By the end of 2006, Zhengzhou had a total population of over 7 million, of which 2.88 million lived in rural areas.[6] Its main products include apples, paulownia, tobacco, maize, cotton, and wheat. In addition, Zhengzhou also produces Yellow River carp, Zhengzhou watermelons, Xinzheng jujube, [Xingyang] dried persimmons, Guangwu Pomegranate and Zhongmu garlic, all of which are specialties that are rarely found outside the region.

Sanquan and Synear, some of China's largest fast frozen food producers are located in the city.

Mining and Manufacturing

Zhengzhou and the surrounding area have large reserves of coal and other minerals. Coal mining and electricity generation are traditionally important in the local economy.

Zhengzhou has been one of the major industrial cities in The People's Republic of China since 1949. The city's staple industry is textiles. Others manufactured items include tractors, locomotives, cigarettes, fertilizer, processed meats, agricultural machinery, and electrical equipment. Some high-tech companies in new material, electronics and biotechnology are also growing rapidly during the recently years, especially in the high-tech industrial park in the northwest of the city.[citation needed]

  • Yutong, China's largest bus producer.
  • Shaolin Bus, a famous small-to-medium-sized bus producer.[7]
  • Zhengzhou Nissan, a subsidiary of Dongfeng Nissan, specializing in the manufacture of SUVs and pickup trucks. In 2010, Nissan opened its second plant in the city.[8]
  • Zhengzhou Unique Industrial Equipment Co., Ltd., a large tractor and agricultural equipment manufacturer.


The service industry of Zhengzhou include retail, wholesale, hospitality, finance, exhibition, transport and delivery, tourism, education. With a number of domestic and international institutions having regional offices in the city, Zhengzhou is becoming the financial center in central China. Zhengzhou Commodity Exchange (ZCE) is one of the only three future exchanges (inc. Shanghai Future Exchange and Dalian Commodity Exchange) in China and is becoming an important global player specialised in agricultural future exchange. Equipped with newly built facilities such as Zhengzhou International Conference and Exhibition Center. Third party logistics (3PL) in Zhengzhou has also been experiencing industrial boom during the past few years. As a transit and tourist center of Henan Province and central China, Zhengzhou is the center of Henan cuisine.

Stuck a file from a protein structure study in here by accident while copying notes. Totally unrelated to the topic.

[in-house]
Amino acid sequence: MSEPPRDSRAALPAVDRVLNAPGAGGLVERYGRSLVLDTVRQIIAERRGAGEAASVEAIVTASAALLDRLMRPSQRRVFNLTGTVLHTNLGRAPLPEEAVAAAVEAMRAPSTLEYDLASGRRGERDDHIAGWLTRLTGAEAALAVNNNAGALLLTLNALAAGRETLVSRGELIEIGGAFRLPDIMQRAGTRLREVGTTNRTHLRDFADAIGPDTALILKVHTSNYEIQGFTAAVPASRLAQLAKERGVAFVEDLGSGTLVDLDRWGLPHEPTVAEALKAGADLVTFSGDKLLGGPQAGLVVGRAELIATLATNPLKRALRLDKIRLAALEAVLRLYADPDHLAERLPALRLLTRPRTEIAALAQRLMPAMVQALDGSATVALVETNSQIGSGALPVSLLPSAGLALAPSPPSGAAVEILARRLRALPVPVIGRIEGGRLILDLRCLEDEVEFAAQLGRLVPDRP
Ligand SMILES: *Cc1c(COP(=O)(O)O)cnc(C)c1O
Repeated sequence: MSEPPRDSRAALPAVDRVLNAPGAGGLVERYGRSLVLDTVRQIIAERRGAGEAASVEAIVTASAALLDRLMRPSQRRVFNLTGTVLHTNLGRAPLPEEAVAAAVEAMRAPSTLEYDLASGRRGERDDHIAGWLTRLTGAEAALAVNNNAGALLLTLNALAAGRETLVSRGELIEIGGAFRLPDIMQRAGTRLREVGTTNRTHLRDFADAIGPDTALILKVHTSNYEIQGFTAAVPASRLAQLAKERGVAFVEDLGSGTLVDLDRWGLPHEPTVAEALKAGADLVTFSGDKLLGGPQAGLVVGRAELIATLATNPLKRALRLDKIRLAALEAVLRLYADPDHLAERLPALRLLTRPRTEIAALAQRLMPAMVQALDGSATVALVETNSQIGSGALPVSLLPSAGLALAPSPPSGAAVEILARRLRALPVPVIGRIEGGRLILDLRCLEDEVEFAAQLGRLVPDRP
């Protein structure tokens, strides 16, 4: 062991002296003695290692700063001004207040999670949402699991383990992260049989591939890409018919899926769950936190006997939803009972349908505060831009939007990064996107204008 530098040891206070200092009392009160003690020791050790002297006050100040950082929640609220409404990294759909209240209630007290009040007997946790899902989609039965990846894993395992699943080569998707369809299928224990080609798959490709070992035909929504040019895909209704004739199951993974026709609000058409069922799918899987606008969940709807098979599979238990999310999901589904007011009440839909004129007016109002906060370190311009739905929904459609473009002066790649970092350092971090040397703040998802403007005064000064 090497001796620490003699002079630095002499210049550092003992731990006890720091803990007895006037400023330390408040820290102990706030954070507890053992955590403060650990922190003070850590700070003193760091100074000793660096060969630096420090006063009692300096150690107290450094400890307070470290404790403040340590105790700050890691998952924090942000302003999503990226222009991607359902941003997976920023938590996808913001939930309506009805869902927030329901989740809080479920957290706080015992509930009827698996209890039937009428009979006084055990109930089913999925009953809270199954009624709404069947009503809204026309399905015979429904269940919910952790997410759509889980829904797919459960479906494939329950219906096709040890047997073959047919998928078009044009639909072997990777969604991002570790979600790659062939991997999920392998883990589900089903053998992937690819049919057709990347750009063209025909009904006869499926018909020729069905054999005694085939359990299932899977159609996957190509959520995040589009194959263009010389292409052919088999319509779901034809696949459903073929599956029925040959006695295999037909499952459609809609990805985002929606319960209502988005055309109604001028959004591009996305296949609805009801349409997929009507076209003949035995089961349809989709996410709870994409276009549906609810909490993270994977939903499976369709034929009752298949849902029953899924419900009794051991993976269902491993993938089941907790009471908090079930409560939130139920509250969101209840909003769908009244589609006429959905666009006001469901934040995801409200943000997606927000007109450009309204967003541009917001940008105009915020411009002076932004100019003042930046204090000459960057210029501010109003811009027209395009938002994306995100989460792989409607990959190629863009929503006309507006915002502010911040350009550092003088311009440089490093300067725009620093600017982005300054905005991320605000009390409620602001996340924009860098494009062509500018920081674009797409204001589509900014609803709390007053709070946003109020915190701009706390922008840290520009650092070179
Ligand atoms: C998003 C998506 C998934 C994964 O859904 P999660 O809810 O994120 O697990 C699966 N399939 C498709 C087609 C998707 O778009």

• Dennis, a regional retail chain.
  • Henan Construction, a large real estate developer, which owns one of the China Super League's soccer clubs.

Economic Development Zones

Zhengdong CBD

The Zhengdong New Area, also known as Zhengzhou Eastern New District, similar to Binhai New Area in Tianjin and Hengqin New Area in Zhuhai, is just one of dozens of major economic zones that are currently developing in various regions of China.[9]

The Henan province and Zhengzhou City established and developed Zhengdong New Area, Mr. Kisho Kurokawa, a Japanese world-renowned planner and architect, was appointed to design the overall planning scheme for Zhengdong New Area. He brought in advanced ideas including ecological city, co-existing city, metabolic city and ring city ideas. The scheme won the "Prominent Award for City Planning Design" at the first session of Annual Meeting of the World Architects Alliance in 2002.

Zhengdong New Area, located at the eastern Putian district clusters in the overall planned Zhengzhou City and approved by the State Council, stretches from the State Highway 107 in the west to the Jing-Zhu Expressway in the east, from Zhengzhou Airport Expressway in the south to the Lian-Huo Expressway in the north. Zhengdong New Area is the key project of Henan province. Its total planned area is 105 square kilometers and short-term planned construction area is 45 square kilometers.

Currently, a six-star hotel in the CBD is being built. When finished, the hotel building, with a height of 280 meters, will become the tallest building in Zhengzhou.

Zhengdong CBD also holds China's largest wetland filtration system for water.

Industrial Zones

  • Zhengzhou New & Hi-Tech Industries Development Zone

Zhengzhou High & New Technology Industries Development Zone was established in 1988, and approved by the state Council of PRC to be a state development zone on Mar.6,1991. It was appraised to be advanced high tech zone of China respectively in 1993, 1998 and 2002. The Zone currently covers a total area of 18.6 square kilometers. An extension plan was approved by Zhengzhou Municipal Government, the various construction work started in 2004. Under the development strategy of “multiple parks in one zone”, the Zone has been making great efforts to promote the development of software,information technologies, new materials, bio-pharmaceutical and photo-machinery-electronic industries.[10]

  • Zhengzhou Economic and Technological Development Zone

Zhengzhou Economic and Technological Development Zone was approved as state-level development zone on February 13, 2000. The zone has a developed area of 7 square kilometers. Industries encouraged include Electronics Assembly & Manufacturing, Telecommunications Equipment, Trading and Distribution, Biotechnology/Pharmaceuticals, Instruments & Industrial Equipment Production, Medical Equipment and Supplies, Shipping/Warehousing/Logistics and Heavy Industry.[11]

  • Zhengzhou Export Processing Area

Zhengzhou (Henan) Export Processing Zone was established on June 21, 2002 with approval by the state council. Its planned area is 2.7 square kilometers. Zone A is located in Zhengzhou National Economic & technological Development Area and began to operate on June 1, 2004. The area of land developed is 0.893 square kilometers at present. Zone B is located in Zhengzhou Airport Area and is adjacent to Zhengzhou Xinzheng International Airport on the north and it covers a planned area of 5 square kilometers with bonded logistics zone, bonded processing zone and supporting industry zone, etc.[12]